The Pillow Book became hugely significant in Japan and without meaning to, Sei Shonagan spawned a whole new literary genre called Zuihitsu, which means to follow the brush, or in our case, the pen. It appealed to me because so many of the writers I meet at workshops and on retreat, struggle with the question of how to structure their memoirs. A common issue is: I have my whole life to write about, where do I start? I’ll write a blog post about this as there are many choices. But quite often my advice to people is often to pick a thread and follow it to see where it goes. In Zuihitsu we pick up our pens and follow them to see where they go. We take a contemplative walk through the mind.
In the introduction to my version of The Pillow Book, Ivan Morris (translator and editor) says, “The structural confusion of The Pillow Book is generally regarded as its main stylistic weakness; yet surely part of its charm lies precisely in its rather bizarre, haphazard arrangement…” I could not agree more. I love what I call patchwork memoirs, vignettes of a life, captured in various ways – Abigail Thomas’ book What Comes Next And How To Like It is an enriching example. Not everyone’s story has a linear structure and so not everyone’s memoir needs to be linear either. Let’s write our haphazard memoirs! What matters is their authenticity, that your voice is strong on the page in whatever format. Let’s write our hearts out and to hell with structure!
So, what will my Zuihitsu classes be like? They will be a place to record your life. They will be mindful and peaceful. I might start each one by playing a short guided meditation to clear our minds and help us bring to the surface what we want to create. You can write about the past, of course. Or the present, maybe even your future wishes. Bring whatever materials you like. I will give you writing prompts that you can ignore or use. You can share your work, but you won’t have to. Privacy will be respected. You can ask me questions and I will help you develop what you’re doing. Bring your flask! I’ll be bringing in elements of Saijiki, which is the Japanese art of creating a year’s journal inspired by nature, so that will inform the prompts I give.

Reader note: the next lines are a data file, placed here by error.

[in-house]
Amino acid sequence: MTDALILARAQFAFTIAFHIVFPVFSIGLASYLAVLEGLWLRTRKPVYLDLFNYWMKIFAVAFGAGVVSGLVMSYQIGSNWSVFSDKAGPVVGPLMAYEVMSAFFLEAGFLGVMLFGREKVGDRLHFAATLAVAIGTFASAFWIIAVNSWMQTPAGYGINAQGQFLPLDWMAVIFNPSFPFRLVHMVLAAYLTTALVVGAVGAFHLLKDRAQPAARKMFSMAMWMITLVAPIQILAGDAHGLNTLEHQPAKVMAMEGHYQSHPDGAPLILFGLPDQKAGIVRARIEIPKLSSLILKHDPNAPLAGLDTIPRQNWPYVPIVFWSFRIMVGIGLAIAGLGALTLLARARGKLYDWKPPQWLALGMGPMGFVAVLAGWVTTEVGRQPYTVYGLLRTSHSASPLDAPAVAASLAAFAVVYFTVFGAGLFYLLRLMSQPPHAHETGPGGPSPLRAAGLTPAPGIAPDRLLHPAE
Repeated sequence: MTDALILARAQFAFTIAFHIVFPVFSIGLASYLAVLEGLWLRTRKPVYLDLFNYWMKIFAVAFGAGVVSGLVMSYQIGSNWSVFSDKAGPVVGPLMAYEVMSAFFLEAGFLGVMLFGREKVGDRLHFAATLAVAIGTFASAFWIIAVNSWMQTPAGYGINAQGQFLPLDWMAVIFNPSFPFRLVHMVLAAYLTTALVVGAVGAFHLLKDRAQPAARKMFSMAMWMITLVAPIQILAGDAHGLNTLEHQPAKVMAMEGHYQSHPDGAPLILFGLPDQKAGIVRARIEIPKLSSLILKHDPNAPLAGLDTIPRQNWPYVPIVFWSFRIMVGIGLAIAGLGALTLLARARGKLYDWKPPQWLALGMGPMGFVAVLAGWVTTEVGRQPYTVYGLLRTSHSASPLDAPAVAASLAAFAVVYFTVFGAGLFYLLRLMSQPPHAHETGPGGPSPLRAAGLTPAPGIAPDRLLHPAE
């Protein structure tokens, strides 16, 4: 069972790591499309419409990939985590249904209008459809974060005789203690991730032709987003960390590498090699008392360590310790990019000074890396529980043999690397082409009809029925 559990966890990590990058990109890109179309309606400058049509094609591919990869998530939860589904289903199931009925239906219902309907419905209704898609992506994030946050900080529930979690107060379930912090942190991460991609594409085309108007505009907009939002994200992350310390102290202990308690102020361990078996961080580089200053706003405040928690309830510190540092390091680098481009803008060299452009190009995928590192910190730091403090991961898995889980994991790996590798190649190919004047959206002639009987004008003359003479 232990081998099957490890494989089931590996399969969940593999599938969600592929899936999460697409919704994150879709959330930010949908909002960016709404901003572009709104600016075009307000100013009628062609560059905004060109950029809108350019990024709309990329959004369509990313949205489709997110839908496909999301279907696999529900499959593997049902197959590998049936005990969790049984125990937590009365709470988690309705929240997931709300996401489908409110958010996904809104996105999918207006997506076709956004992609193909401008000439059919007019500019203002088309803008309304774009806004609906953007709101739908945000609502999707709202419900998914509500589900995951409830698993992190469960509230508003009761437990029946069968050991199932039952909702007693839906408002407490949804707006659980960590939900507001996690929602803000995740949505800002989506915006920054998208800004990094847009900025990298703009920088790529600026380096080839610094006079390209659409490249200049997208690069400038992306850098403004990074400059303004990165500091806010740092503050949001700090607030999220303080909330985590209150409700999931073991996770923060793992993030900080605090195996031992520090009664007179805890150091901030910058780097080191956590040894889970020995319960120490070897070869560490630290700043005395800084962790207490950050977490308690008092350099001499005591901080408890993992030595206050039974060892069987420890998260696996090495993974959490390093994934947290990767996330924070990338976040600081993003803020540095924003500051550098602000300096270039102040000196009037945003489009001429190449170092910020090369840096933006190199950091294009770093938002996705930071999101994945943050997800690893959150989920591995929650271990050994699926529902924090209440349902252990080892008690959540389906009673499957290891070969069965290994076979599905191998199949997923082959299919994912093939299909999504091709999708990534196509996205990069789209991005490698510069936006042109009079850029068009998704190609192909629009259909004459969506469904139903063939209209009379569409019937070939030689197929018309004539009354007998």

And so, we will create a memoir, maybe you’ll call yours a Pillow Book. It will be filled with beautiful writing, writing that is still taking shape, long pieces of prose and short feisty snippets, drawings, poems, photographs with explanations, diary extracts, overheard conversations, even glued-in items, maybe lists! Anything goes, however you want to write about your life. I’ll be doing mine in a concertina journal, let me know if you’d like me to get you one.
At the end of the year (and you can join at any time if there is room), we will have a book of our lives. You may never want to show it to anyone. Or it might help you to think about and harness the story that you actually want to share with friends, family, even the wider world.
It’s slightly experimental, we’ll each do what works and not what doesn’t. And there will be cake.
See you there?